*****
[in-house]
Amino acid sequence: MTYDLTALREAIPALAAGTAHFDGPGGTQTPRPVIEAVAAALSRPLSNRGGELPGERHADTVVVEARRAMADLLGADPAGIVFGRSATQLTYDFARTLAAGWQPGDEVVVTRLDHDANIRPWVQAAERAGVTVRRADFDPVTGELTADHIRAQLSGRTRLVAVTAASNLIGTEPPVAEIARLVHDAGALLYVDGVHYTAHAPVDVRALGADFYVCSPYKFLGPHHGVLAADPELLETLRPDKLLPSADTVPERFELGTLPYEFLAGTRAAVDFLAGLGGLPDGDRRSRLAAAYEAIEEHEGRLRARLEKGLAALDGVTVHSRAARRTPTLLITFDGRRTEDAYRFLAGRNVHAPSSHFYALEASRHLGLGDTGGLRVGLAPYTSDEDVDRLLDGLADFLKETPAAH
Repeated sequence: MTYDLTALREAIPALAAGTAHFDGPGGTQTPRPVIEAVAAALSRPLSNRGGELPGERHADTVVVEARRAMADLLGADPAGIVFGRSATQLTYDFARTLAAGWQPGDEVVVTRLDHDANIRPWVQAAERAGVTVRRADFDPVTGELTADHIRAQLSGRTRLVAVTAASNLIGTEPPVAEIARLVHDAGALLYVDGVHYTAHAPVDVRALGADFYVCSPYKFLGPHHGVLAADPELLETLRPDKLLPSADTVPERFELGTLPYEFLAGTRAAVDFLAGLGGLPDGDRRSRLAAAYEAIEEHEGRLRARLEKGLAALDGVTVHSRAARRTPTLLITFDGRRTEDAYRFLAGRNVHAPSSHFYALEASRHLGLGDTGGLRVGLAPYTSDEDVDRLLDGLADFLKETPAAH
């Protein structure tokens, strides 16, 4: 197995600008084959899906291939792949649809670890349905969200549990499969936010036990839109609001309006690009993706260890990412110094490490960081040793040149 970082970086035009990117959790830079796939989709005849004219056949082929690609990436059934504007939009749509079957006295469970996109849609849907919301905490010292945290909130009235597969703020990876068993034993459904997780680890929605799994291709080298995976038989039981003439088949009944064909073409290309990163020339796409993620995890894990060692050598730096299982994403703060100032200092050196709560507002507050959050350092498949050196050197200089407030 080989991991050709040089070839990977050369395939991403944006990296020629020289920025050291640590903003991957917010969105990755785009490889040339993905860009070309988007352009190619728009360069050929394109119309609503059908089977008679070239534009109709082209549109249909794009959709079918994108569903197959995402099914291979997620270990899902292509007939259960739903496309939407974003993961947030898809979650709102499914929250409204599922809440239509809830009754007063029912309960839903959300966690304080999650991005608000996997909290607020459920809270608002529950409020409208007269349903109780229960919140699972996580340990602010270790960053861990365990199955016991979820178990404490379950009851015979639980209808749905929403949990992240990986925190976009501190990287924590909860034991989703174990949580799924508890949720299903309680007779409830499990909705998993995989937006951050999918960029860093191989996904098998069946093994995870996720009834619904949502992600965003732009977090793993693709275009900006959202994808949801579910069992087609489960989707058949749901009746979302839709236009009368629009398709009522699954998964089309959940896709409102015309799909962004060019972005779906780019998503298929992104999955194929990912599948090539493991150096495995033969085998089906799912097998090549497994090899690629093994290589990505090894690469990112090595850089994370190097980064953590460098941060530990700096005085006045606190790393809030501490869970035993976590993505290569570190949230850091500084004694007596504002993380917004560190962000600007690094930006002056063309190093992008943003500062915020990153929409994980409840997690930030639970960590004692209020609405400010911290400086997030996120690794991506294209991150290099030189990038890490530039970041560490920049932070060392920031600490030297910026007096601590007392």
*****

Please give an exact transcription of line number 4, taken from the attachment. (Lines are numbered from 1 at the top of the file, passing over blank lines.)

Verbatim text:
């Protein structure tokens, strides 16, 4: 197995600008084959899906291939792949649809670890349905969200549990499969936010036990839109609001309006690009993706260890990412110094490490960081040793040149 970082970086035009990117959790830079796939989709005849004219056949082929690609990436059934504007939009749509079957006295469970996109849609849907919301905490010292945290909130009235597969703020990876068993034993459904997780680890929605799994291709080298995976038989039981003439088949009944064909073409290309990163020339796409993620995890894990060692050598730096299982994403703060100032200092050196709560507002507050959050350092498949050196050197200089407030 080989991991050709040089070839990977050369395939991403944006990296020629020289920025050291640590903003991957917010969105990755785009490889040339993905860009070309988007352009190619728009360069050929394109119309609503059908089977008679070239534009109709082209549109249909794009959709079918994108569903197959995402099914291979997620270990899902292509007939259960739903496309939407974003993961947030898809979650709102499914929250409204599922809440239509809830009754007063029912309960839903959300966690304080999650991005608000996997909290607020459920809270608002529950409020409208007269349903109780229960919140699972996580340990602010270790960053861990365990199955016991979820178990404490379950009851015979639980209808749905929403949990992240990986925190976009501190990287924590909860034991989703174990949580799924508890949720299903309680007779409830499990909705998993995989937006951050999918960029860093191989996904098998069946093994995870996720009834619904949502992600965003732009977090793993693709275009900006959202994808949801579910069992087609489960989707058949749901009746979302839709236009009368629009398709009522699954998964089309959940896709409102015309799909962004060019972005779906780019998503298929992104999955194929990912599948090539493991150096495995033969085998089906799912097998090549497994090899690629093994290589990505090894690469990112090595850089994370190097980064953590460098941060530990700096005085006045606190790393809030501490869970035993976590993505290569570190949230850091500084004694007596504002993380917004560190962000600007690094930006002056063309190093992008943003500062915020990153929409994980409840997690930030639970960590004692209020609405400010911290400086997030996120690794991506294209991150290099030189990038890490530039970041560490920049932070060392920031600490030297910026007096601590007392």